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Rumors continue to mount, suggesting that the "iPhone SE 2" may be close to release as manufacturers begin full production of device components.
Taiwanese compound semiconductor manufacturers are preparing to fill shipments of power amplifier, radio frequency, and other components. This all hints that hinting that Apple's "iPhone SE 2" may be gearing up for full production in the next few weeks, according to DigiTimes.
The publication claims that existing Apple suppliers Qorvo and Avago are among suppliers of radio frequency and power amplification components for the "iPhone SE 2." Win Semiconductors, Visual Photonics Epitaxy (VPEC) and Advanced Wireless Semiconductor (AWSC) are said not not be directly producing components for the phone, but are producing components intended for assemblies that other manufacturers will make.
The article also suggests that the "iPhone SE 2" will include structured-light 3D sensors with VCSEL components manufactured by Win Semi, and TSMC affiliate Xintec will process the diffractive optical elements. Apple will continue to design the LCD driver IC solution in-house and will be packaged by Chipbond Technology with chip-on-film technology.
Win Semi is reported to be the sole fabricator of VCSEL components for time-of-flight, AR, and depth-of-field photography applications. According to unnamed industry sources, the time-of-flight camera modules are also expected to be incorporated into the next generation of iPads and the "iPhone 12".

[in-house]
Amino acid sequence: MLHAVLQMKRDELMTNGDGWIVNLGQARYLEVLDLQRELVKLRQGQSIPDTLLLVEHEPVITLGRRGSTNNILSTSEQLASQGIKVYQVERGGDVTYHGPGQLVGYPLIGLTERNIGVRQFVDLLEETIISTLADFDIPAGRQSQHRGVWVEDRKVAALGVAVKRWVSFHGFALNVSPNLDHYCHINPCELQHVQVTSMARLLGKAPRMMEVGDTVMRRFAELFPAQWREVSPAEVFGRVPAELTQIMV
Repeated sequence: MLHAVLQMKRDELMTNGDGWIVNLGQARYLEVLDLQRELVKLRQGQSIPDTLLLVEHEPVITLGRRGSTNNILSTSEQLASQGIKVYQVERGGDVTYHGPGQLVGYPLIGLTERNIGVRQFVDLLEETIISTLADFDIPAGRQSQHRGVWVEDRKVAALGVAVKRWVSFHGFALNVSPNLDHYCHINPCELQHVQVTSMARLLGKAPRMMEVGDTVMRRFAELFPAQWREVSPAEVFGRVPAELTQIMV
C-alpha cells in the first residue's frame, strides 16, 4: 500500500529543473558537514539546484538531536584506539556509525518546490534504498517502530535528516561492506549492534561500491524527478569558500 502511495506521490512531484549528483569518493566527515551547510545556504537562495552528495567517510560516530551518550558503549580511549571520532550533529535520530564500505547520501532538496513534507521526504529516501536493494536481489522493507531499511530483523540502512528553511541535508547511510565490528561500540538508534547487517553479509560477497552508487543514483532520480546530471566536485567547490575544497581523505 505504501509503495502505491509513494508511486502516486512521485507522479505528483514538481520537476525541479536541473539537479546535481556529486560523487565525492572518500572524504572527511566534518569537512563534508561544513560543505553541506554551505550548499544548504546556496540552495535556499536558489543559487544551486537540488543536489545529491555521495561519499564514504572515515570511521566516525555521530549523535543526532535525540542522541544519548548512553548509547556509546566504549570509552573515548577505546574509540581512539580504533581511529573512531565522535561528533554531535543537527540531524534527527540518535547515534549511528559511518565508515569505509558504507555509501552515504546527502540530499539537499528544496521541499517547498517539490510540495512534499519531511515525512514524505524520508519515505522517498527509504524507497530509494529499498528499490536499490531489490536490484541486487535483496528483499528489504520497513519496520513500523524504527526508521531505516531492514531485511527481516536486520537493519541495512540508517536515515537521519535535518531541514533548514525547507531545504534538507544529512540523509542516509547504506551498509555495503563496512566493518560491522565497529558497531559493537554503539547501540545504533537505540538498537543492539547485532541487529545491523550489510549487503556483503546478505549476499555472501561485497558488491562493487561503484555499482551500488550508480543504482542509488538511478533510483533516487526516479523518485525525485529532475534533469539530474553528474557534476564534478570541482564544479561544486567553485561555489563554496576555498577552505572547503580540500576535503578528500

DigiTimes track record on predicting Apple product specifics or release timing is very bad. However, it does have a decent track record on examining the supply chain. Thursday's report is closer to the latter category, than the former.
These rumors come shortly after DigiTimes had suggested that has shifted the production of the "iPhone SE 2" to Taiwan, where the Coronavirus has not made significant impact.
The coronavirus outbreak continues to slow production of Apple components as factories continue to operate at sub-optimal capacities. It is predicted that smartphone sales will see as much as a 50% decline in China during this fiscal quarter. Apple was a fraction of its current size in 2003 and was able to handle the reduction in production during the SARS outbreak.